This story was submitted as a nomination to the Reader’s Digest “Top 10 Nicest Places in America” contest: a crowd-sourced effort to uncover corners of the country where people are still kind and respectful in an era of cultural and political divides. If you know of a community, business, or nonprofit where kindness prevails, then be sure to submit a testimony or anecdote here before the June 5th deadline. (GNN will be one of the judges!)
The Enoch Pratt Free Library is a haven in the city of Baltimore, Maryland.
With 22 locations across the city, the library provides vital services, information, and opportunities to all. Where else can a homeless person, a mother with a child, a business executive, or the mayor walk in and all be treated equally?
The Pratt is a place where civil discourse happens. Librarians are trusted by the community and turned to for help. The Pratt helps people be their best selves.
Stories About Enoch Pratt Free Library
If you go around Baltimore, nearly everyone has a Pratt story. This year, “Social Worker in the Library” was launched to help connect people to the social services they need without ever having to leave the library.
One of the social workers was able to help a gentlemen begin to learn how to read. He stood up during a group session and told everyone for the first time that he was able to pay a bill on time because he could read what the bill said. He then proceeded to read aloud from a children’s story book. There was not a dry eye in the house.
Another program that’s expanding at the Pratt is “Lawyer in the Library.” Attorneys provide free legal aid to community members for things like expungements. One woman came in with her young daughter and was shocked to realize in a short time she could have her record expunged, which would open up employment opportunities she’d never had before. She looked at her daughter and said: “Today you have a new mommy.”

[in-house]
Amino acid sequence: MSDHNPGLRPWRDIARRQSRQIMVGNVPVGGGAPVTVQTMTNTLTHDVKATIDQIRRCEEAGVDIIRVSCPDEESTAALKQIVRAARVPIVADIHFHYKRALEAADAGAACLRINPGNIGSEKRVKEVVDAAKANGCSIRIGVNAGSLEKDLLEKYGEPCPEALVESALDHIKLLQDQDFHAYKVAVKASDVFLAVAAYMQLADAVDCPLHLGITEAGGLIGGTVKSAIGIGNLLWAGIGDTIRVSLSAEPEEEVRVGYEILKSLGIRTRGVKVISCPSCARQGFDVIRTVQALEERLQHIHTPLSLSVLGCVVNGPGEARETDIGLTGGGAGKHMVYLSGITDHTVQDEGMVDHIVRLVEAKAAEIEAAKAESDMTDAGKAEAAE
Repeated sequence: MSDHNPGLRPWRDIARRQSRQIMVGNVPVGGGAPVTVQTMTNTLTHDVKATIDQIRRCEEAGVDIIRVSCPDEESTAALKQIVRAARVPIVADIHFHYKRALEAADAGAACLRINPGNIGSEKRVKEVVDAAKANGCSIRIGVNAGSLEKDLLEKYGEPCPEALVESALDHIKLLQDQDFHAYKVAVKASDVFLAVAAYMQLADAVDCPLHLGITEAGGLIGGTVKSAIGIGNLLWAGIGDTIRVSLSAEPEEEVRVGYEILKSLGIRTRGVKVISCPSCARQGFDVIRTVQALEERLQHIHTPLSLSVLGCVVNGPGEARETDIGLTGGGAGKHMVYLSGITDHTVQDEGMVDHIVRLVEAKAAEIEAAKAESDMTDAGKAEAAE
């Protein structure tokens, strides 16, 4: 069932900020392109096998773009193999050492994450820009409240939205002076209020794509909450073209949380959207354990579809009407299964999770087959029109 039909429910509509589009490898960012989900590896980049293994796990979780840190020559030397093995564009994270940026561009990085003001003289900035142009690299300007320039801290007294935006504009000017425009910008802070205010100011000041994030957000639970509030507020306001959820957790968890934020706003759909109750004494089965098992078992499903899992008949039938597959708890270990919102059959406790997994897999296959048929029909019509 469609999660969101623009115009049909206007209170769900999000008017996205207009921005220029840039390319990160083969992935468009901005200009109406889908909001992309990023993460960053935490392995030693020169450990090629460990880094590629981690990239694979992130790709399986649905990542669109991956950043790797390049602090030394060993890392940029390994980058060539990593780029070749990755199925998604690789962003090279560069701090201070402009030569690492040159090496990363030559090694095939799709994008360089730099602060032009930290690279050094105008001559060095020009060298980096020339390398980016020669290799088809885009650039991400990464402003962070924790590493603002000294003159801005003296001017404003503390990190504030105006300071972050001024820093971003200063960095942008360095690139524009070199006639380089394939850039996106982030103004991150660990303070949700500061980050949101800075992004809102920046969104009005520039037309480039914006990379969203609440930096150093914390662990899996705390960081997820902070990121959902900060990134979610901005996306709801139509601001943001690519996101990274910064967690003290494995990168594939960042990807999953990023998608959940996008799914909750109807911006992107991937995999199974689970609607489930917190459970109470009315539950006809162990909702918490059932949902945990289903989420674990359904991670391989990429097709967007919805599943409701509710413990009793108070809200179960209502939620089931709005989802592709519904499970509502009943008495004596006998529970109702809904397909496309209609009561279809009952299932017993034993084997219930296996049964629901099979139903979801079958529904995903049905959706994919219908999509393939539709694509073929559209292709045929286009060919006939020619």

These stories happen every day inside the Pratt Library.
“Enoch Pratt Library is an anchor institution that is a community treasure in a profound way. This community treasure and its 22 branches circle and embrace the city as a mother embraces her young. The library provides the opportunity to learn about interest and a safe space to explore and exhale. It is also a hub for community members and service providers who want to assist their village in moving forward. The collaboration between Enoch Pratt Library and the University of Maryland School of Social Work is innovative and impactful. It is what a good neighbor does when the community members are in need.
“As the Faculty Clinical Instructor for this collaboration, I oversee 8 graduate students who provide direct services to patrons in 4 branches across the city. The patrons do not need an appointment and receive the services on site at the library. Completion of forms, assistance with workforce development or homeless services are a few of the services rendered. Over 500 individuals have reached out in some form to access these services. While there are many libraries that are starting to bring on social workers, Pratt is the only library providing direct services in multiple branches. This community gem is interested in being a ‘good neighbor’ and has extended these services free of charge. Immediate plans for expansion are in progress. Enoch Pratt is a true Baltimore treasure and an awesome neighbor indeed.” — Kimberly Street, Clinical Field Instructor, University of Maryland, School of Social Work
“Enoch Pratt Free Library has been my refuge and escape ever since I came to the U.S. at age 17. I had no friends and had not established ties to a new neighborhood. However, after school, I would go there and just find a sense of peace, purpose and quietness… Developing a love for books inspired me to write and so when I authored my first book, you selected me to come to the Central Library for a Writers Live lecture and book signing… The opportunity [that was granted to] me will be forever cherished… There’s nothing quite like Enoch Pratt.” —Devon Blackwood, Author
“There were two churches in my youth — Dickey Memorial Presbyterian and the Enoch Pratt’s Central Library. The difference is that I still go to the Central Library. I don’t know who I would be without the Pratt, and I don’t want to know.” —Laura Lippman, Author
(WATCH the video below)
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